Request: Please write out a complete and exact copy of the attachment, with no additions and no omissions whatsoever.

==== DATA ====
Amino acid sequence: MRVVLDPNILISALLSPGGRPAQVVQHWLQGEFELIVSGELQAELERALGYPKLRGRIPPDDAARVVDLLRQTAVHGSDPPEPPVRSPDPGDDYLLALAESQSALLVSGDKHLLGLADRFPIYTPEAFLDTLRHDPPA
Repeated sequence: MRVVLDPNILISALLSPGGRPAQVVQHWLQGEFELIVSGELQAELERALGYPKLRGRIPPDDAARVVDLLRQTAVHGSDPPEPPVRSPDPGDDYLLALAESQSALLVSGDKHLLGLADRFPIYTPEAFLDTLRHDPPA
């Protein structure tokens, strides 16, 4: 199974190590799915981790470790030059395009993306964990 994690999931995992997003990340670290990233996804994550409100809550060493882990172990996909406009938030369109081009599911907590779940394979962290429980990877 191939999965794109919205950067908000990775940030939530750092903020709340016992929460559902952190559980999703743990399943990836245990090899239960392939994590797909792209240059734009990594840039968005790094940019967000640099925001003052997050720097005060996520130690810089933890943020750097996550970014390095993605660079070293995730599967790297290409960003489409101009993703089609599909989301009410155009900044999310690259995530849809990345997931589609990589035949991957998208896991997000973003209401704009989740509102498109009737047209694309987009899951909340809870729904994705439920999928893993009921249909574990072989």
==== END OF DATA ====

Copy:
Amino acid sequence: MRVVLDPNILISALLSPGGRPAQVVQHWLQGEFELIVSGELQAELERALGYPKLRGRIPPDDAARVVDLLRQTAVHGSDPPEPPVRSPDPGDDYLLALAESQSALLVSGDKHLLGLADRFPIYTPEAFLDTLRHDPPA
Repeated sequence: MRVVLDPNILISALLSPGGRPAQVVQHWLQGEFELIVSGELQAELERALGYPKLRGRIPPDDAARVVDLLRQTAVHGSDPPEPPVRSPDPGDDYLLALAESQSALLVSGDKHLLGLADRFPIYTPEAFLDTLRHDPPA
């Protein structure tokens, strides 16, 4: 199974190590799915981790470790030059395009993306964990 994690999931995992997003990340670290990233996804994550409100809550060493882990172990996909406009938030369109081009599911907590779940394979962290429980990877 191939999965794109919205950067908000990775940030939530750092903020709340016992929460559902952190559980999703743990399943990836245990090899239960392939994590797909792209240059734009990594840039968005790094940019967000640099925001003052997050720097005060996520130690810089933890943020750097996550970014390095993605660079070293995730599967790297290409960003489409101009993703089609599909989301009410155009900044999310690259995530849809990345997931589609990589035949991957998208896991997000973003209401704009989740509102498109009737047209694309987009899951909340809870729904994705439920999928893993009921249909574990072989």